The wires I used were all pre-cut and different colors, so the photos should make it pretty easy to see where they all go. I decided on where to place the Trinket and how to route the wires there. I then cut the wires to suitable lengths, tinned the leads and soldered them on to the Trinket. At this point, the bracer was ready for testing. As usual, there were moments of confusion and panic as nothing seemed to work. One of the batteries in the pack was dead. A new set of batteries helped a bit, but the bracer was unresponsive to the commands from the glove switch. At first I thought that maybe the coin batteries simply weren’t powerful enough for this, but plugging the bracer to USB didn’t help. I desoldered the button from GPIO 0 and moved it to GPIO 1 and that fixed the problem. GPIO 0 was working well as an output.

This is how the trinket is wired on one of my bracers.

This is how the trinket is wired on one of my bracers.

I decided to use the same design on both bracers…except that when I was soldering the second bracer, I accidentally used the orignal pin choices and ended up with another bracer with a dead palm switch. At this point, instead of just changing the wiring again, I tried to figure out why the switch didn’t work with GPIO 0. Soldering these leads the first time is easy…doing so the second time is harder – try to get them right the first time unless you have a good desoldering station. I guessed that it had to something to do with the red built-in LED on GPIO 0, so I just took a knife and cut it out. The switch started working. My first bracer uses GPIO 1 as the switch and the second one uses GPIO 0 and I need to make a tiny software configuration change based on which side I’m programming.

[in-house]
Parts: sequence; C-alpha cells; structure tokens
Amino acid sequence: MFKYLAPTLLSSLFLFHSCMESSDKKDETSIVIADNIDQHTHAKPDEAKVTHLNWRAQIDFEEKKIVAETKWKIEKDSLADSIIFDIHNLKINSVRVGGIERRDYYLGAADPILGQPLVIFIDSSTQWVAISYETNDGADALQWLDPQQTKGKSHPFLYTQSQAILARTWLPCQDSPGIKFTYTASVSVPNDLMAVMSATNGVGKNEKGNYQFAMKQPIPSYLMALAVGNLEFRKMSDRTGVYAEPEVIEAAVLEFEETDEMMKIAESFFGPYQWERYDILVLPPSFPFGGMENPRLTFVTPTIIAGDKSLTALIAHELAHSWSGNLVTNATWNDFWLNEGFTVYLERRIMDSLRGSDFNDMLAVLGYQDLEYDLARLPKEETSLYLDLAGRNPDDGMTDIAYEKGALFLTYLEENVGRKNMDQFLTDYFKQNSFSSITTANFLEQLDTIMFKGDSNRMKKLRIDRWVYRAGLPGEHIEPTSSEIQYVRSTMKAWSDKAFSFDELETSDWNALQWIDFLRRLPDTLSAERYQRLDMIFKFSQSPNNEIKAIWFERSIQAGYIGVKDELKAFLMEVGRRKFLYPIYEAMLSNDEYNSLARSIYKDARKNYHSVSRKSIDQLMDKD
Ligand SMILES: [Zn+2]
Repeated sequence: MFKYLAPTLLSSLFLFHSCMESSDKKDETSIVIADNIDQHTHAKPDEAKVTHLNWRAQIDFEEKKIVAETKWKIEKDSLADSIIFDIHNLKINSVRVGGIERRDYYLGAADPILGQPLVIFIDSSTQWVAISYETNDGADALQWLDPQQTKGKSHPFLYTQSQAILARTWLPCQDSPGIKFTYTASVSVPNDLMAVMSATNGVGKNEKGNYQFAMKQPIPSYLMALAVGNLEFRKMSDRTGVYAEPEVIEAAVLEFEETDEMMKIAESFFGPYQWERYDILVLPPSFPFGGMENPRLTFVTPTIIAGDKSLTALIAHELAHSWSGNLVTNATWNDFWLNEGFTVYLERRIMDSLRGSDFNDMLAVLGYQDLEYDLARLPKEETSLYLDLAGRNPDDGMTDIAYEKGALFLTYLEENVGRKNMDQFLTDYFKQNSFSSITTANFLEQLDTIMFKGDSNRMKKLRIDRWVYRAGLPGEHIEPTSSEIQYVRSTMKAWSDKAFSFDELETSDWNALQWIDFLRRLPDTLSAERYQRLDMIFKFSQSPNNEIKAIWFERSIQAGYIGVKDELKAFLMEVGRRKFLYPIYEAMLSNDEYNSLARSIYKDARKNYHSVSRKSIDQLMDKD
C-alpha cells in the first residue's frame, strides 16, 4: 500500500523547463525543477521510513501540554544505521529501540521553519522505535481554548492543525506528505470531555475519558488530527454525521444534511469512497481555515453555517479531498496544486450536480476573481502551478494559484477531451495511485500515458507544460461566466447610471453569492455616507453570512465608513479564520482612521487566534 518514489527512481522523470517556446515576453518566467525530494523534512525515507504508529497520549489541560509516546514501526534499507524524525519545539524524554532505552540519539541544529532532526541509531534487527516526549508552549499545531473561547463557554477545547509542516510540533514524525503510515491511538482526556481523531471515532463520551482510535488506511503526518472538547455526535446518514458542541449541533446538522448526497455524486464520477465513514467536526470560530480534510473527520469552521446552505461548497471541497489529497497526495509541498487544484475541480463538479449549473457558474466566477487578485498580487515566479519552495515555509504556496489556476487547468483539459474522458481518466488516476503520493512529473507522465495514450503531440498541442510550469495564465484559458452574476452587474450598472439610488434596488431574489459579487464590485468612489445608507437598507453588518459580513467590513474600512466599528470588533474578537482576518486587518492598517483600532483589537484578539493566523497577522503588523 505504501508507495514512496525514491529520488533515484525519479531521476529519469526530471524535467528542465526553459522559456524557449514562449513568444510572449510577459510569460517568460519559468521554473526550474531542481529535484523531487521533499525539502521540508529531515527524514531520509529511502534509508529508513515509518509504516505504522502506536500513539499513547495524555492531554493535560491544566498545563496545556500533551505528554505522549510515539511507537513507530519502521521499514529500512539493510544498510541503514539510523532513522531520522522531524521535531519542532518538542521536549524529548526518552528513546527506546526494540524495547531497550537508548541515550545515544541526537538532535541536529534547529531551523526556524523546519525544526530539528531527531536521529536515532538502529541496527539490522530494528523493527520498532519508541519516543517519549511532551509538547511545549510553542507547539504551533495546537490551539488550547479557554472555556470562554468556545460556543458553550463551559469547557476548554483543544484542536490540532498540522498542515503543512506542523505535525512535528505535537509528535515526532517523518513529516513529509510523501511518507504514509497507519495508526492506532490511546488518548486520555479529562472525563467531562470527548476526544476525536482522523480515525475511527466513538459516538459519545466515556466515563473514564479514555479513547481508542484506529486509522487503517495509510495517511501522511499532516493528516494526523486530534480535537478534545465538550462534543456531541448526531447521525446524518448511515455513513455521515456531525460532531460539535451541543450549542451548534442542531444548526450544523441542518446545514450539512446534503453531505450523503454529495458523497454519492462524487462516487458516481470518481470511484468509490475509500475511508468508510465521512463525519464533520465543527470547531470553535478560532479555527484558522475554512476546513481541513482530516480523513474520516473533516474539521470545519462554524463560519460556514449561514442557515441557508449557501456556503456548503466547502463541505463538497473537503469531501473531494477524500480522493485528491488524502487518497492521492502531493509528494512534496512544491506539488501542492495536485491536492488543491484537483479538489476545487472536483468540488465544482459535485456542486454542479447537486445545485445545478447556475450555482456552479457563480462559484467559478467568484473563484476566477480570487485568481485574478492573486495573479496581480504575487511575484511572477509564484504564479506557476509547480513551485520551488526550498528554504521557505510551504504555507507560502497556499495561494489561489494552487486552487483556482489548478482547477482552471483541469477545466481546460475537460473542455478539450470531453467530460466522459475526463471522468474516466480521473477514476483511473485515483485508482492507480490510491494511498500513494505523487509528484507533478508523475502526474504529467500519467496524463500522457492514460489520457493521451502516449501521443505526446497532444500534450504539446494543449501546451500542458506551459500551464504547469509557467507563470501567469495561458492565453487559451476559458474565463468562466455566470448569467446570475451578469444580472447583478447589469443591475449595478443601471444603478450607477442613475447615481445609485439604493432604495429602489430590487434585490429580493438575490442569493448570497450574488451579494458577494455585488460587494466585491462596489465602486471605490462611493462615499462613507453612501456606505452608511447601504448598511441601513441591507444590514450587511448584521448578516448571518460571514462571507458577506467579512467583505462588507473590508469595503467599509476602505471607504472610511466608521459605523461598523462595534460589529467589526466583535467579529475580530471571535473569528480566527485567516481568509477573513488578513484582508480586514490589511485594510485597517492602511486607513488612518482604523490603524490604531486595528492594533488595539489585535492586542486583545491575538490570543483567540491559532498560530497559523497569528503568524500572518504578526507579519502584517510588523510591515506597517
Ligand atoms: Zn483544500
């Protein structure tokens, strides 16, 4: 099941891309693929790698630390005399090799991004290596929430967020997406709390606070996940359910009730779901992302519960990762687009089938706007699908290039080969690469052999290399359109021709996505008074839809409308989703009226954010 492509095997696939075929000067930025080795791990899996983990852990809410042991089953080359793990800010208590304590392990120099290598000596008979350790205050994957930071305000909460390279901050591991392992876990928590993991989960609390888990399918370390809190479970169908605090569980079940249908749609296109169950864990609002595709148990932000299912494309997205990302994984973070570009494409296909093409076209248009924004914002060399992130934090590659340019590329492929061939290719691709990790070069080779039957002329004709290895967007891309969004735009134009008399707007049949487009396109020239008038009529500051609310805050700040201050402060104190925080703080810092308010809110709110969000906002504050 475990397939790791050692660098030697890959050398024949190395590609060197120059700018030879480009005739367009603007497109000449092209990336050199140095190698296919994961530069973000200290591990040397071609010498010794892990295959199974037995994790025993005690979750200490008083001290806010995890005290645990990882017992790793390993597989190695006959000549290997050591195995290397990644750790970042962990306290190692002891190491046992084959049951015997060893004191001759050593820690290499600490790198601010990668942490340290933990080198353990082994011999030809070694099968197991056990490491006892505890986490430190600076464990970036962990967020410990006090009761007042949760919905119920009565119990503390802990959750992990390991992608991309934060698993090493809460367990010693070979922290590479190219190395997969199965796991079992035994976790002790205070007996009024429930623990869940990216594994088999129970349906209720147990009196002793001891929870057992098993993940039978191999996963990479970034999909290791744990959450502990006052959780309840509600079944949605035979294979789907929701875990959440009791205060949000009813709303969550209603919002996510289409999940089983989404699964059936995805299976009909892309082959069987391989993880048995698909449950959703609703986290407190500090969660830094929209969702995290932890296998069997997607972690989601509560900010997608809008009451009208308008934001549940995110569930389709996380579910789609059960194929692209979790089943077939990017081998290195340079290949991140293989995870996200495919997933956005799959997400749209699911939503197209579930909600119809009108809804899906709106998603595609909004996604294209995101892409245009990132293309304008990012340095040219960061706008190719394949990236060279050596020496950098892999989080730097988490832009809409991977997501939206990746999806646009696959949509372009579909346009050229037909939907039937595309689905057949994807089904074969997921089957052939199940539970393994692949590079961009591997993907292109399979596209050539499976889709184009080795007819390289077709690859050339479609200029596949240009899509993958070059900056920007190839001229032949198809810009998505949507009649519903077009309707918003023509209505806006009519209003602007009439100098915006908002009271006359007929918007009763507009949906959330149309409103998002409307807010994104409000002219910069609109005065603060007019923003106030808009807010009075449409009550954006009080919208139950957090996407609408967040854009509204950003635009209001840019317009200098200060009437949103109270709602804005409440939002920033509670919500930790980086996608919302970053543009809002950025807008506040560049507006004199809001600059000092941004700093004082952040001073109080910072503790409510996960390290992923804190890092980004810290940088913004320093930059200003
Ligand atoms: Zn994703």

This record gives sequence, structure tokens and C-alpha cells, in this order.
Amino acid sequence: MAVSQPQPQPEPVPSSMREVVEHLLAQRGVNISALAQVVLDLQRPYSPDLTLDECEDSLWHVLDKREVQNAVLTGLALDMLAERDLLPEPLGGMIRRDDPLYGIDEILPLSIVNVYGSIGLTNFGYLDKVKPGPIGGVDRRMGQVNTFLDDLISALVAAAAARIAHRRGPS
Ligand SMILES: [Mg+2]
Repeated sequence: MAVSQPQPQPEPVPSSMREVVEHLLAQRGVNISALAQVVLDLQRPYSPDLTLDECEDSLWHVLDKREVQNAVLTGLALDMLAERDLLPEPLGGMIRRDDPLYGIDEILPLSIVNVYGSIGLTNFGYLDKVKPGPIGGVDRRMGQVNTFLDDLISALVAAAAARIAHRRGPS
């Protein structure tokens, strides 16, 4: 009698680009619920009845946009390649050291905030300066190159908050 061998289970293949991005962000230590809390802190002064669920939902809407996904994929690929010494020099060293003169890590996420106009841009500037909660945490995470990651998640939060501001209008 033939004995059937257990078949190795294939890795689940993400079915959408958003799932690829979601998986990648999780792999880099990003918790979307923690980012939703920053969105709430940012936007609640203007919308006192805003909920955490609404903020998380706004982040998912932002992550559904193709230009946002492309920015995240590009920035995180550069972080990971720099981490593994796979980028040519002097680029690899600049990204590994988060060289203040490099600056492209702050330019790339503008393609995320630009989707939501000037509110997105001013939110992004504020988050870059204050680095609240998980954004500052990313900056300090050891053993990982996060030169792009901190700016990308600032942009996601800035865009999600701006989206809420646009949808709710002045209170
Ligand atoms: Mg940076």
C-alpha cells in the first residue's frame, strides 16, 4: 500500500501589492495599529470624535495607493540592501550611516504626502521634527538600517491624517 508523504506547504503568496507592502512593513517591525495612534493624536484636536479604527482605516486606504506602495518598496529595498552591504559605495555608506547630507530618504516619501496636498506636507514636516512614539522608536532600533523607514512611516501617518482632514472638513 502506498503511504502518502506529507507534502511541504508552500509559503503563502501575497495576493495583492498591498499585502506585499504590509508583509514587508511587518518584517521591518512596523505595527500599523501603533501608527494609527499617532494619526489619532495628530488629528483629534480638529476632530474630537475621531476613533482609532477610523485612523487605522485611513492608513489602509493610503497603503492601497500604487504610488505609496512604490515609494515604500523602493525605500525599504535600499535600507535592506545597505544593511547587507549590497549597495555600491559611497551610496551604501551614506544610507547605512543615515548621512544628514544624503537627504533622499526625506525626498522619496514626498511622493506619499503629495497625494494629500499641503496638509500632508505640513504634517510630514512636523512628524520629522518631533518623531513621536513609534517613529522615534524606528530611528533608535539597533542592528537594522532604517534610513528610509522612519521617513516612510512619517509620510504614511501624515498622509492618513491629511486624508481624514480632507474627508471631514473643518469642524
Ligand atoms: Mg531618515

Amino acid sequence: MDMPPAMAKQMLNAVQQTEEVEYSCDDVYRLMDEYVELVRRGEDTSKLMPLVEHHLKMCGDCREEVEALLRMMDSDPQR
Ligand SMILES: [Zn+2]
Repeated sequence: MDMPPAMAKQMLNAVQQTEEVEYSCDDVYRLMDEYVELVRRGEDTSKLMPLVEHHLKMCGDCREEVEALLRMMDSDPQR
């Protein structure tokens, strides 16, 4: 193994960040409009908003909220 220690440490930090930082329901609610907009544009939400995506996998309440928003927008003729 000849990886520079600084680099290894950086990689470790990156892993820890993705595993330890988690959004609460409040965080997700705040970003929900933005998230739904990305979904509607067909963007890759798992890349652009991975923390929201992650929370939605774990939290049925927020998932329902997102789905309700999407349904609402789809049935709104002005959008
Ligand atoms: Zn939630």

Due to voltage differences, GPIO 0 works great as the switch input using the 3.3V breadboard mockup, but not at all when conneted to the 5V version of the bracer. The red LED is actually very nice to have for debugging on the Trinket when you are programming it, but once it’s in the bracer, all it does is consume a lot of power. It’s just best to cut both LEDs off the Trinket. The built-in LEDs are surface mounted next to the USB connector.

I used needle and thread to secure all the wires and the trinket to the velcro. There are quite a few exposed contacts, so I think there’s a risk to create some shorts and drain the battery if you wear the outer bracer on bare skin. It’s best to always use the inner bracer with the bracer. The “pods” aren’t waterproof anyway, so it doesn’t seem worth insulating any of the other electronics either.

Wiring without annotations.

Wiring without annotations.